Tag Archive: Cove

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    by Jessica Stillman

    Lessons of the She ++ Conference

    A treasure trove of tips, predictions and insight from the conference’s keynote speaker, Marc Andreessen, in conversation with Ruchi Sanghvi, co-founder of Cove and first female engineer at Facebook.

    by Salem Kimble (Manager, Online Strategies, BetterWorld Telecom)

    Women 2.0 is leading the charge in the world of technology for connecting women with opportunity and each other. But the timing is ripe for this conversation everywhere; including at the Stanford Computer Science department, where two female undergrads, Ellora Israni and Ayna Agarwal looked around and thought – where are all the women in engineering and computer science majors? How do we connect female high school students and undergraduates in college with the inspiration and encouragement to go for a career in this field?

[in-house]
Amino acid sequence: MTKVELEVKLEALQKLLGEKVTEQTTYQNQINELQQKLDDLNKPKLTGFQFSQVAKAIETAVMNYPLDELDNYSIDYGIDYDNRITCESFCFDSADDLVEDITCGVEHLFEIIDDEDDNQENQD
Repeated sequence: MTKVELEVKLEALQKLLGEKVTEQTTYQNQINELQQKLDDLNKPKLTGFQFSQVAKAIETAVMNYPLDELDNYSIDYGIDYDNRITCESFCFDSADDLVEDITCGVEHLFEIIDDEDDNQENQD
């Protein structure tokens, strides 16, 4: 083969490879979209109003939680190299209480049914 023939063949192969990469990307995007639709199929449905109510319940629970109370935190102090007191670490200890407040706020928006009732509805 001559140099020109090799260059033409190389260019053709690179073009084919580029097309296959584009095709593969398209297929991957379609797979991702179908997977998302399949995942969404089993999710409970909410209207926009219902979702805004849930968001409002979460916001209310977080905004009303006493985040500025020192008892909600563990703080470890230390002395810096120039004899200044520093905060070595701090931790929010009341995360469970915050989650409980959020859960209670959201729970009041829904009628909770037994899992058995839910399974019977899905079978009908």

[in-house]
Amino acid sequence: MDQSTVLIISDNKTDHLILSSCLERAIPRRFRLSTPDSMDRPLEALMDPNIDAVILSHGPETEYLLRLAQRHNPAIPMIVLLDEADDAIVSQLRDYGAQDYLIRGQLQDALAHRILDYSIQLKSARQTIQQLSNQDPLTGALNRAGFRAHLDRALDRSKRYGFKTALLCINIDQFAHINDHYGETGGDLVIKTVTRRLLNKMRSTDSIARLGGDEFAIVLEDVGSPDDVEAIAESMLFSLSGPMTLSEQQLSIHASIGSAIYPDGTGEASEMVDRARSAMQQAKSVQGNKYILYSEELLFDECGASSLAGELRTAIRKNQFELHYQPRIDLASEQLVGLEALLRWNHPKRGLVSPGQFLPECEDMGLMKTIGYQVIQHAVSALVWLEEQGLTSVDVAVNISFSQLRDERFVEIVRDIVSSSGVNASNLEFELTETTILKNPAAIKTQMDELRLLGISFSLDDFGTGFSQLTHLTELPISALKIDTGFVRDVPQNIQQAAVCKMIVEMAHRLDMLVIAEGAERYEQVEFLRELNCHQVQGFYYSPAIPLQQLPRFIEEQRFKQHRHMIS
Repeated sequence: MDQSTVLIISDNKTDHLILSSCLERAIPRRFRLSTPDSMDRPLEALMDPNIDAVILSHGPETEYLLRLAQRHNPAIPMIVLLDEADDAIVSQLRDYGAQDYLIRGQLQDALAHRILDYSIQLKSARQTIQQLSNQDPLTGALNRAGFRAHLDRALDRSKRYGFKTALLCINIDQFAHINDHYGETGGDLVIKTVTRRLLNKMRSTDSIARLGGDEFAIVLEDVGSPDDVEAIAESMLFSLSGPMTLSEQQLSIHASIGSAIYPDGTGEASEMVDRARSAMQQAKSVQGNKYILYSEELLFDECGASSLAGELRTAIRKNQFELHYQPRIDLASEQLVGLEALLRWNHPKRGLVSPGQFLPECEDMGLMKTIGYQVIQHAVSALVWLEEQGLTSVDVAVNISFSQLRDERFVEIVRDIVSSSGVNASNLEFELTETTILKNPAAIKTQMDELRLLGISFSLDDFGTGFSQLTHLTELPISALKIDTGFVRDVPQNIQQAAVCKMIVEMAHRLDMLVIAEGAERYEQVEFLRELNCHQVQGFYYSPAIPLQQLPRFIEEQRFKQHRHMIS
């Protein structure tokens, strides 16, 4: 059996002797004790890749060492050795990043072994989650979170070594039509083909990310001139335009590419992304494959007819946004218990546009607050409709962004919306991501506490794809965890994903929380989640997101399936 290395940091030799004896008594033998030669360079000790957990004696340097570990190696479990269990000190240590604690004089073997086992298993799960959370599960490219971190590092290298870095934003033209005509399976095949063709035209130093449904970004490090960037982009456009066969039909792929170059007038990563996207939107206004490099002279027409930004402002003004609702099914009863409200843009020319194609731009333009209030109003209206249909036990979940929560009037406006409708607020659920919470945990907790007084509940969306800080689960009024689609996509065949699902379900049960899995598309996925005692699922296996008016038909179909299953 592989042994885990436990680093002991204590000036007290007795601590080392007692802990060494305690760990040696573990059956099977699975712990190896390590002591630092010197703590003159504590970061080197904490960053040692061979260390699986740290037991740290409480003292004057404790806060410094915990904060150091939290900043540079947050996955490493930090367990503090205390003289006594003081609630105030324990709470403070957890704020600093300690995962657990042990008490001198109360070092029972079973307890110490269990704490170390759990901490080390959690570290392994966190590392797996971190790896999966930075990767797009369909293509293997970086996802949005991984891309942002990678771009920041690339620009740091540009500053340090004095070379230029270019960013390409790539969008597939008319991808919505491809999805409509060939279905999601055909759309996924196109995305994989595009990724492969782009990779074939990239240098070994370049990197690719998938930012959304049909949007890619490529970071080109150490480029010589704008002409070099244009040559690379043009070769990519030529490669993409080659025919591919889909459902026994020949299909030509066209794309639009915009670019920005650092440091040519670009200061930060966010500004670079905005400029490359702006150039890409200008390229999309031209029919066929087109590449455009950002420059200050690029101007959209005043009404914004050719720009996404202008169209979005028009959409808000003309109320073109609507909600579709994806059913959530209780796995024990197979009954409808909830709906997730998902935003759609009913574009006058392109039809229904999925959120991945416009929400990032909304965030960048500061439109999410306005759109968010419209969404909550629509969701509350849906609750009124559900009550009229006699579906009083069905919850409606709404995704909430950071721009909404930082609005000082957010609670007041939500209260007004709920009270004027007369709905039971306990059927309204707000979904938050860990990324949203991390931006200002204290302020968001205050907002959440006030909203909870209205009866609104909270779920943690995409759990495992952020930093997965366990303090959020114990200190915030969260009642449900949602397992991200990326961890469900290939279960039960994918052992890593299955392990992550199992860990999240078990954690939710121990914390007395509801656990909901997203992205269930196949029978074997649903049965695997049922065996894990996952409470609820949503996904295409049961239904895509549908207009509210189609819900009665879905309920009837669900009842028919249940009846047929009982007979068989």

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    by Angie Chang

    Dropbox Acquires Online Collaboration Tool Cove, Co-Founded By Ruchi Sanghvi (AKA Facebook’s First Female Engineer)

    By Samihah Azim (User Experience Product Manager, 6waves Lolapps)

    The past week has been a particularly exciting week for women in technology. First, mobile search engine startup Chomp, co-founded by CTO Cathy Edwards, was acquired by Apple.

    Then Dropbox announced their acquisition of Cove, an online collaboration tool for groups, co-founded by Ruchi Sanghvi. She was also the first female engineer at Facebook.

    Cove’s founders, Aditya Agarwal, Ruchi Sanghvi, and Akhil Wable had previously been Facebook executives.

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    by Managing Editor

    Facebook’s First Female Engineer: “It Was Difficult to Break into the Boys’ Club”

    Ruchi Sanghvi was an engineer at Facebook for five years, and was the only woman who was an original member of the team. Now she runs her own company, Cove. She discusses the difficulties and, ultimately, the rewards of being a woman in the tech industry. 

    When Ruchi Sanghvi arrived for her first job interview at Facebook’s headquarters, no one was there. She was undeterred. Impressed by the place, the people, and the product, which she had spent hours using as a student at Carnegie Mellon University, she became Facebook’s first female engineer, one of the first